The 34-year-old Spaniard debuted with his new team with second overall in the Ruta del Sol, before showing strongly in the Abu Dhabi Tour last week. He continues with Paris-Nice, his first goal of the 2017 season, the Volta a Catalunya, País Vasco and a holiday.
“I need holidays,” Contador told Cycling Weekly in Abu Dhabi.
“When you are concentrated 100%, you need to take time off your bike at 100%. I think that’s important. When you are training at altitude for one month, eating the minimum possible and training hard as possible, you need to have your head ready. To do that, you need to be fresh mentally.
“I don’t know where I’ll go. Of course, it’ll be good weather without my bike. It’ll be around one week, and afterwards, starting little by little to train for the Tour de France. I always do this because it’s important.”
The 2017 season is one of Contador’s most important to date, with his performance in the Tour de France possibly deciding whether he continues to ride in 2018.
Trek welcomed the star with open arms. He is one of cycling’s most accomplished Grand Tour cyclists with two wins of the Giro d’Italia wins, two of the Tour de France, and three of the Vuelta a España.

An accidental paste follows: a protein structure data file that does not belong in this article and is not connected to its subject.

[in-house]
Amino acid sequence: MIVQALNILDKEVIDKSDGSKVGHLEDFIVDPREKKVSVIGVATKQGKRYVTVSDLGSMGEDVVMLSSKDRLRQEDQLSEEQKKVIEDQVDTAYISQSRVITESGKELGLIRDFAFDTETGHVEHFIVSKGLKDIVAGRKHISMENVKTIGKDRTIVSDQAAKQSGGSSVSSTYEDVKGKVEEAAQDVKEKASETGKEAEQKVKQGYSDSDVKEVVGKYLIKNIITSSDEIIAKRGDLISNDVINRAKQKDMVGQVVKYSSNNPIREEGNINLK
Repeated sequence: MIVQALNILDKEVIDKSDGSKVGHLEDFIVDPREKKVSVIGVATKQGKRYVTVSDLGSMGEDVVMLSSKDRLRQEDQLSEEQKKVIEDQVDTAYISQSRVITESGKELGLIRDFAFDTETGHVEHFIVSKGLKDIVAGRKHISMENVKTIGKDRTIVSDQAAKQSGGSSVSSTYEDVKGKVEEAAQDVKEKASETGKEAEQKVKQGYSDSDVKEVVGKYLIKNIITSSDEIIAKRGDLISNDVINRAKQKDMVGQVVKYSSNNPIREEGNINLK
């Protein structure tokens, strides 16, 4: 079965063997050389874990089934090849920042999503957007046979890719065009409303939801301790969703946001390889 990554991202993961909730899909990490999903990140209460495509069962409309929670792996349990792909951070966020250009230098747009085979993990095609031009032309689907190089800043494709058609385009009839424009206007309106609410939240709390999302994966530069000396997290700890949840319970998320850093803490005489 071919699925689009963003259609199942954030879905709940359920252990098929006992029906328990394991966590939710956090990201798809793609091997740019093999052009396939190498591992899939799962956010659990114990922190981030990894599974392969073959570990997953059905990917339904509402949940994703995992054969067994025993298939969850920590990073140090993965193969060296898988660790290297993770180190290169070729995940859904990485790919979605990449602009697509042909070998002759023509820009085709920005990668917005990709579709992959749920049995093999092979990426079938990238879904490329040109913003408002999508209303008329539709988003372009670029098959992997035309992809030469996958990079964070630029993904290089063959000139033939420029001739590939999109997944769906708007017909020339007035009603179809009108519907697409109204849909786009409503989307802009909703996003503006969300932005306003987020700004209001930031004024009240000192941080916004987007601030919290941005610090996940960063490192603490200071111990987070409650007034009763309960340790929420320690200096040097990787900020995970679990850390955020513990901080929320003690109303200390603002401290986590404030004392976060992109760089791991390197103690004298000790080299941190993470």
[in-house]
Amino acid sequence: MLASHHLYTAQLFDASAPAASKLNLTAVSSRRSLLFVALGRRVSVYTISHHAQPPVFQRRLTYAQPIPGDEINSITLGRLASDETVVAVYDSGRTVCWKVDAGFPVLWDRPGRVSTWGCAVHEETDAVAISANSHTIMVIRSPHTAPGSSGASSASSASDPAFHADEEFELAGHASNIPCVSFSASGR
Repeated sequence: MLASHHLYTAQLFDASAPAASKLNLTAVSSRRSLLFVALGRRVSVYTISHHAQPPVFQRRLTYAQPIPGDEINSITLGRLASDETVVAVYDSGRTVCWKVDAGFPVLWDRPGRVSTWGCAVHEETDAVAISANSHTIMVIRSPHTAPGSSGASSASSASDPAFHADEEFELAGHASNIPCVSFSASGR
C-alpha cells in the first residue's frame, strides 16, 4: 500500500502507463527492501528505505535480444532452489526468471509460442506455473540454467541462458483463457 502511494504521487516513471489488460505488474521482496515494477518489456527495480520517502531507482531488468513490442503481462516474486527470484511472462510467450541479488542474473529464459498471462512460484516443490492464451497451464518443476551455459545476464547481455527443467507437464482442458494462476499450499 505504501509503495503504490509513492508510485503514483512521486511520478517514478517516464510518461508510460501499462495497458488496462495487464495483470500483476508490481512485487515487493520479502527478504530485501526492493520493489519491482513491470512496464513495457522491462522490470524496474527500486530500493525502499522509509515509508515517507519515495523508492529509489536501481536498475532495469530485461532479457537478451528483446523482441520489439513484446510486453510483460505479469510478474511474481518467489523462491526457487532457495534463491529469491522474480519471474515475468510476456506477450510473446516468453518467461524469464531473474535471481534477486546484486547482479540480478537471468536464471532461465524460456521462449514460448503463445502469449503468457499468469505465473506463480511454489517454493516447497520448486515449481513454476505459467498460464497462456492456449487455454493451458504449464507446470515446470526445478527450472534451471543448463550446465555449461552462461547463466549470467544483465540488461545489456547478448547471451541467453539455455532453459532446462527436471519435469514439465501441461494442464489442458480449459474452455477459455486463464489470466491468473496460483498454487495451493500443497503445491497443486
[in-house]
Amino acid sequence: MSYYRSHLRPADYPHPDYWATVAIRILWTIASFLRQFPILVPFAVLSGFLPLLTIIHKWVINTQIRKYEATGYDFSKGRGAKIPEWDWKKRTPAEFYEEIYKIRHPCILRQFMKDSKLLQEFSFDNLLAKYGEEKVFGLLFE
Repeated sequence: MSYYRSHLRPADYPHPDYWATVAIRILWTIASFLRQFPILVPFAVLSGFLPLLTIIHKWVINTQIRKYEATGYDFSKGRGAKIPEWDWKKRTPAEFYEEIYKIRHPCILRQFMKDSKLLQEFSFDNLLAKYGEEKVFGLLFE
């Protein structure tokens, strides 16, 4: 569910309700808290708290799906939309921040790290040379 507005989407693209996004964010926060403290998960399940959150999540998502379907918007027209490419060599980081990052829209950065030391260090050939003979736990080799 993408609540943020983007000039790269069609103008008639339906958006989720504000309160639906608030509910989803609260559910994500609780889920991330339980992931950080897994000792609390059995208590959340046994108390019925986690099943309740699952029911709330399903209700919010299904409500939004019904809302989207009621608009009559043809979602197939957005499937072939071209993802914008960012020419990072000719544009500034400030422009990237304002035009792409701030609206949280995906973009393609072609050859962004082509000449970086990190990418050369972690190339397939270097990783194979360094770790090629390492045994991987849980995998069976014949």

His accomplishments came via strength and some cunning rides. Contador overhauled race leader Joaquím Rodríguez in the 2012 Vuelta thanks to a mid-stage attack.
Watch: Tour de France 2017 essential guide
“I want arrive at 100%. Sometimes, you don’t arrive in good condition. I’ll do everything I can to arrive in the best condition for the Tour de France and look to see how my legs are on the climbs,” Contador said.
“Of course, after, you can play the situations. First, I think I can be there at 100%. What I’ve seen in training, I feel that I’m ready to fight for the Tour. Of course, if you have a bad day or something strange, you can try to do different things.
“I want to arrive there at 100%. If my legs and body are strong, I have an option to win the Tour.”
Froome made similar tactical, and unexpected, moves in the 2016 Tour de France. He attacked solo on the descent to Bagnères-de-Luchon and in the crosswinds to Montpellier with Peter Sagan and team-mate Geraint Thomas.
“Cycling is like that, you need to take all the opportunities that you have,” added Contador. “Sometimes, riders see wind as a problem and others see it as an opportunity. It’s the same in the descent, some won’t bother, but some want to attack it full on.”
Contador slid his hands into his red and black gloves marked with the names of American bicycle manufacturer Trek and coffee giant Segafredo. He sat on a couch near his team-mates, all new to him, and appeared relaxed.
“It’s a new motivation, a new team and new equipment. New people. Already, we have a good feeling,” Contador said.
“We are in February, but the feeling is that I’ve been in this team already two years. This helps. When you are enjoying your time outside the race, in our hotel and training camps, you have a higher team performance in the race.”
He returned to Europe on Monday ahead of Paris-Nice which starts on Sunday.
“The final is always hard to pull off, but I’m planning already to win in Paris-Nice. That’s what we are aiming at as the first goal. Maybe it’ll work. Andalucía was only for training. The same in Abu Dhabi with Bauke Mollema. The plan is to start with the victories in Paris-Nice.”